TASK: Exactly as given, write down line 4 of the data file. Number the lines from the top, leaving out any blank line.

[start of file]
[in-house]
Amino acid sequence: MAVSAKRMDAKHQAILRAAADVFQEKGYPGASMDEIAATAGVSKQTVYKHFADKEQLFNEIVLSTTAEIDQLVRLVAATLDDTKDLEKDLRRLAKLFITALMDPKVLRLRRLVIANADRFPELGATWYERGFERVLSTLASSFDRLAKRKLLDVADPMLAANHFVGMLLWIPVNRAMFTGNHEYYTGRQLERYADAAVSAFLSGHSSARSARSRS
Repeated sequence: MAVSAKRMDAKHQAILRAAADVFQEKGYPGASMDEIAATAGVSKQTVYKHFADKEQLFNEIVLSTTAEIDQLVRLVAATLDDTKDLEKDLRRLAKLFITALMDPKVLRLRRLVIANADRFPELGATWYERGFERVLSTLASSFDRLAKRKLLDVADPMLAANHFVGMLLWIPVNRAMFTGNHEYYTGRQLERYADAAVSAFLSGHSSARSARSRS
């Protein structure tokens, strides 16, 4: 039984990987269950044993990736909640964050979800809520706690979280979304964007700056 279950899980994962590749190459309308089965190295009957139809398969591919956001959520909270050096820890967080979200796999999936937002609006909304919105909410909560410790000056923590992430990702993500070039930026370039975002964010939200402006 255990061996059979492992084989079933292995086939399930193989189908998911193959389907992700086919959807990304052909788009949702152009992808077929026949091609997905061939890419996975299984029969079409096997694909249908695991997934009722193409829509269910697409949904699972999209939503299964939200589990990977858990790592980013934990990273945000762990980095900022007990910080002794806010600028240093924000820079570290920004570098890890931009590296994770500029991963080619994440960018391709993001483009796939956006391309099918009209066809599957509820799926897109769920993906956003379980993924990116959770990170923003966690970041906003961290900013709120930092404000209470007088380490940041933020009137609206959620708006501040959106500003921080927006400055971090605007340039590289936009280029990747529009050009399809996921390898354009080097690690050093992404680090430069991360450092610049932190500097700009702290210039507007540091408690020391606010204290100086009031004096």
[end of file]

């Protein structure tokens, strides 16, 4: 039984990987269950044993990736909640964050979800809520706690979280979304964007700056 279950899980994962590749190459309308089965190295009957139809398969591919956001959520909270050096820890967080979200796999999936937002609006909304919105909410909560410790000056923590992430990702993500070039930026370039975002964010939200402006 255990061996059979492992084989079933292995086939399930193989189908998911193959389907992700086919959807990304052909788009949702152009992808077929026949091609997905061939890419996975299984029969079409096997694909249908695991997934009722193409829509269910697409949904699972999209939503299964939200589990990977858990790592980013934990990273945000762990980095900022007990910080002794806010600028240093924000820079570290920004570098890890931009590296994770500029991963080619994440960018391709993001483009796939956006391309099918009209066809599957509820799926897109769920993906956003379980993924990116959770990170923003966690970041906003961290900013709120930092404000209470007088380490940041933020009137609206959620708006501040959106500003921080927006400055971090605007340039590289936009280029990747529009050009399809996921390898354009080097690690050093992404680090430069991360450092610049932190500097700009702290210039507007540091408690020391606010204290100086009031004096």